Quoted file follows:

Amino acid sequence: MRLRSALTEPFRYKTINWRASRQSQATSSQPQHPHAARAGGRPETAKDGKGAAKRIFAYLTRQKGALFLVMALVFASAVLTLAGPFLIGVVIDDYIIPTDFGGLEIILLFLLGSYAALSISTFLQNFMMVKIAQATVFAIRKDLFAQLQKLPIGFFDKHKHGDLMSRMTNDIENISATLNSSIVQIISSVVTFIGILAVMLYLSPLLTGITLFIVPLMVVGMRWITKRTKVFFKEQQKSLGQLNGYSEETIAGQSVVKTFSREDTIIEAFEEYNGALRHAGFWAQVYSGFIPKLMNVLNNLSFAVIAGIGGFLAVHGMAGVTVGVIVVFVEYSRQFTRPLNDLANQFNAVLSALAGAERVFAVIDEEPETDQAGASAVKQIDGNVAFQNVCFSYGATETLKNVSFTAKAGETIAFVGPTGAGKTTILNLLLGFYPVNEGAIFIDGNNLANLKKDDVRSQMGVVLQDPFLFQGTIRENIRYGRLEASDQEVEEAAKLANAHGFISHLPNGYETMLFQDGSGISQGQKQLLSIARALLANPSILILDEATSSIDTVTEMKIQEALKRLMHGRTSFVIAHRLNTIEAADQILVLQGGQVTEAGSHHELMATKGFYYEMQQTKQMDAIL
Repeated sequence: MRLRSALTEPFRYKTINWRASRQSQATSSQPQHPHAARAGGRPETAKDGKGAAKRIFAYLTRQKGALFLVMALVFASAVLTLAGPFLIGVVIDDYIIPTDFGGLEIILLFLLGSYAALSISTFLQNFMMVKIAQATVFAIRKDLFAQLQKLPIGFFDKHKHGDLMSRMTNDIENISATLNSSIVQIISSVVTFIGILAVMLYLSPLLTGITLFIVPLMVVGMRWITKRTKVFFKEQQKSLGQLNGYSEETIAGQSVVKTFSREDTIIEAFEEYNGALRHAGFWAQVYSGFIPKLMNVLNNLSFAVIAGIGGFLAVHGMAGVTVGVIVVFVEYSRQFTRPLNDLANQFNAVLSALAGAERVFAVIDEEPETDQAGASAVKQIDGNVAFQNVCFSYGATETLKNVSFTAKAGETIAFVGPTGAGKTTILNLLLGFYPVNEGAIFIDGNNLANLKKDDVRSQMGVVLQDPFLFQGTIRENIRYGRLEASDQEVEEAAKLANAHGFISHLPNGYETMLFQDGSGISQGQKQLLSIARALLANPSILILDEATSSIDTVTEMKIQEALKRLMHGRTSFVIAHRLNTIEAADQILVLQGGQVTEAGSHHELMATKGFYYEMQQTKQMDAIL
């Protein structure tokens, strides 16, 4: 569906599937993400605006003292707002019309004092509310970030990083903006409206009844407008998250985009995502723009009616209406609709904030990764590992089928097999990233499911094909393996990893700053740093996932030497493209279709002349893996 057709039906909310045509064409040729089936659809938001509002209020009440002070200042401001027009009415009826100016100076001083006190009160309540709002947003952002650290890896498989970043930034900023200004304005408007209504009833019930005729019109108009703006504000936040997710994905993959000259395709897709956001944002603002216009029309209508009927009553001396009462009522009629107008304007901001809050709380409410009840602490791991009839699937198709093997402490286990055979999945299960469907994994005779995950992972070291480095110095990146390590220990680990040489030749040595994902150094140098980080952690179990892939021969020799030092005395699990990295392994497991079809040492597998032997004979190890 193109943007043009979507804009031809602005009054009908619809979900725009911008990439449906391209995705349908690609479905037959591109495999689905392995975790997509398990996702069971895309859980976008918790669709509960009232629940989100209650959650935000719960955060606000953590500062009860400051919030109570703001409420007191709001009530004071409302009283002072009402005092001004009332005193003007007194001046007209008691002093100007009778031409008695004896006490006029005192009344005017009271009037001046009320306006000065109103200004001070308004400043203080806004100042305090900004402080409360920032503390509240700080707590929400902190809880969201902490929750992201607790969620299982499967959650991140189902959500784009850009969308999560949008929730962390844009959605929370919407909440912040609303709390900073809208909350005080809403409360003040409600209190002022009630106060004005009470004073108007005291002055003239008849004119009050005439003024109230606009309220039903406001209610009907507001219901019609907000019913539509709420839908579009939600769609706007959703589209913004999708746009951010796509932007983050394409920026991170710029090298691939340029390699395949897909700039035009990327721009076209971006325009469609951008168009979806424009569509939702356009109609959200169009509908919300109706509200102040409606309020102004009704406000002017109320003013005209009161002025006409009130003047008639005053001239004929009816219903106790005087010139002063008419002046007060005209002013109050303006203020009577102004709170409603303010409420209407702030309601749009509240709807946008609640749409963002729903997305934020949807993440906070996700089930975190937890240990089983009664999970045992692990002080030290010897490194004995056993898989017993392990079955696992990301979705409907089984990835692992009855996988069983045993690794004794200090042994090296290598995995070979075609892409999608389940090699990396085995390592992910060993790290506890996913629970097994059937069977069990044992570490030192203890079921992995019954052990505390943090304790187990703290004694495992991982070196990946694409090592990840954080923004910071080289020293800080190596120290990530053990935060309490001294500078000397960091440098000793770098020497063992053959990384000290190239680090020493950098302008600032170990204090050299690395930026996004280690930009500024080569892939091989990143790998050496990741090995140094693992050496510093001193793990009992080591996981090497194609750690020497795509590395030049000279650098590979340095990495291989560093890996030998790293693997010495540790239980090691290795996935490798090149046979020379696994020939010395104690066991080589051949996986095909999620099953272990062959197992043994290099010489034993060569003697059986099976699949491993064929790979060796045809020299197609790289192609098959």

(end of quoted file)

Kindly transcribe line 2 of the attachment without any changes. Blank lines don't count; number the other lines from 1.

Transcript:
Repeated sequence: MRLRSALTEPFRYKTINWRASRQSQATSSQPQHPHAARAGGRPETAKDGKGAAKRIFAYLTRQKGALFLVMALVFASAVLTLAGPFLIGVVIDDYIIPTDFGGLEIILLFLLGSYAALSISTFLQNFMMVKIAQATVFAIRKDLFAQLQKLPIGFFDKHKHGDLMSRMTNDIENISATLNSSIVQIISSVVTFIGILAVMLYLSPLLTGITLFIVPLMVVGMRWITKRTKVFFKEQQKSLGQLNGYSEETIAGQSVVKTFSREDTIIEAFEEYNGALRHAGFWAQVYSGFIPKLMNVLNNLSFAVIAGIGGFLAVHGMAGVTVGVIVVFVEYSRQFTRPLNDLANQFNAVLSALAGAERVFAVIDEEPETDQAGASAVKQIDGNVAFQNVCFSYGATETLKNVSFTAKAGETIAFVGPTGAGKTTILNLLLGFYPVNEGAIFIDGNNLANLKKDDVRSQMGVVLQDPFLFQGTIRENIRYGRLEASDQEVEEAAKLANAHGFISHLPNGYETMLFQDGSGISQGQKQLLSIARALLANPSILILDEATSSIDTVTEMKIQEALKRLMHGRTSFVIAHRLNTIEAADQILVLQGGQVTEAGSHHELMATKGFYYEMQQTKQMDAIL